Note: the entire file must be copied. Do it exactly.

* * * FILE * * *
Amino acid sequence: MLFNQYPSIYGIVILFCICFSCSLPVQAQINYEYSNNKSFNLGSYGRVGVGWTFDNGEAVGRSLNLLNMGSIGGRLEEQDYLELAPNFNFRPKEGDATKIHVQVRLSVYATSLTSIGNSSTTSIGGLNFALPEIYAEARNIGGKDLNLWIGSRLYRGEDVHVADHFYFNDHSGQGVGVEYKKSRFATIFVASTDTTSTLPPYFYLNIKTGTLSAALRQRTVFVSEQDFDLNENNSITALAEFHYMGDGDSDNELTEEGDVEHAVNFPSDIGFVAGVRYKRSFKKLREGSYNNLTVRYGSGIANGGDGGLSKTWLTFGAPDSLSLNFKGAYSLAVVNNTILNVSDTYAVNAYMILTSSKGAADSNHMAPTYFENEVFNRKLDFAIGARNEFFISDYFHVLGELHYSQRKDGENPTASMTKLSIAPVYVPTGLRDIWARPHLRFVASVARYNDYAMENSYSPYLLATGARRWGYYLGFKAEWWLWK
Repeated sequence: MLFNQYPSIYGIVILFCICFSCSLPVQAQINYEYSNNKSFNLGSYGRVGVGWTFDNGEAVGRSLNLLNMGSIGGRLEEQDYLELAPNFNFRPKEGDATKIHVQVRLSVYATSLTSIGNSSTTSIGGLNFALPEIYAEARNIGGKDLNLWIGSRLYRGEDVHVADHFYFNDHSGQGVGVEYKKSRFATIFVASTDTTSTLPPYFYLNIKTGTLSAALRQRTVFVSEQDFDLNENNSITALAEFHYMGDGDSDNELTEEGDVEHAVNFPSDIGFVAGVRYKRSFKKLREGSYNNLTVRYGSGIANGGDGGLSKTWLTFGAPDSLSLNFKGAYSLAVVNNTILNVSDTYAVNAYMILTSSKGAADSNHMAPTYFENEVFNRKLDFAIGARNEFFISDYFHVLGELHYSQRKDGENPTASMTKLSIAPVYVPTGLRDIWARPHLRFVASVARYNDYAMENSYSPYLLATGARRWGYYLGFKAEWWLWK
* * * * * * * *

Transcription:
Amino acid sequence: MLFNQYPSIYGIVILFCICFSCSLPVQAQINYEYSNNKSFNLGSYGRVGVGWTFDNGEAVGRSLNLLNMGSIGGRLEEQDYLELAPNFNFRPKEGDATKIHVQVRLSVYATSLTSIGNSSTTSIGGLNFALPEIYAEARNIGGKDLNLWIGSRLYRGEDVHVADHFYFNDHSGQGVGVEYKKSRFATIFVASTDTTSTLPPYFYLNIKTGTLSAALRQRTVFVSEQDFDLNENNSITALAEFHYMGDGDSDNELTEEGDVEHAVNFPSDIGFVAGVRYKRSFKKLREGSYNNLTVRYGSGIANGGDGGLSKTWLTFGAPDSLSLNFKGAYSLAVVNNTILNVSDTYAVNAYMILTSSKGAADSNHMAPTYFENEVFNRKLDFAIGARNEFFISDYFHVLGELHYSQRKDGENPTASMTKLSIAPVYVPTGLRDIWARPHLRFVASVARYNDYAMENSYSPYLLATGARRWGYYLGFKAEWWLWK
Repeated sequence: MLFNQYPSIYGIVILFCICFSCSLPVQAQINYEYSNNKSFNLGSYGRVGVGWTFDNGEAVGRSLNLLNMGSIGGRLEEQDYLELAPNFNFRPKEGDATKIHVQVRLSVYATSLTSIGNSSTTSIGGLNFALPEIYAEARNIGGKDLNLWIGSRLYRGEDVHVADHFYFNDHSGQGVGVEYKKSRFATIFVASTDTTSTLPPYFYLNIKTGTLSAALRQRTVFVSEQDFDLNENNSITALAEFHYMGDGDSDNELTEEGDVEHAVNFPSDIGFVAGVRYKRSFKKLREGSYNNLTVRYGSGIANGGDGGLSKTWLTFGAPDSLSLNFKGAYSLAVVNNTILNVSDTYAVNAYMILTSSKGAADSNHMAPTYFENEVFNRKLDFAIGARNEFFISDYFHVLGELHYSQRKDGENPTASMTKLSIAPVYVPTGLRDIWARPHLRFVASVARYNDYAMENSYSPYLLATGARRWGYYLGFKAEWWLWK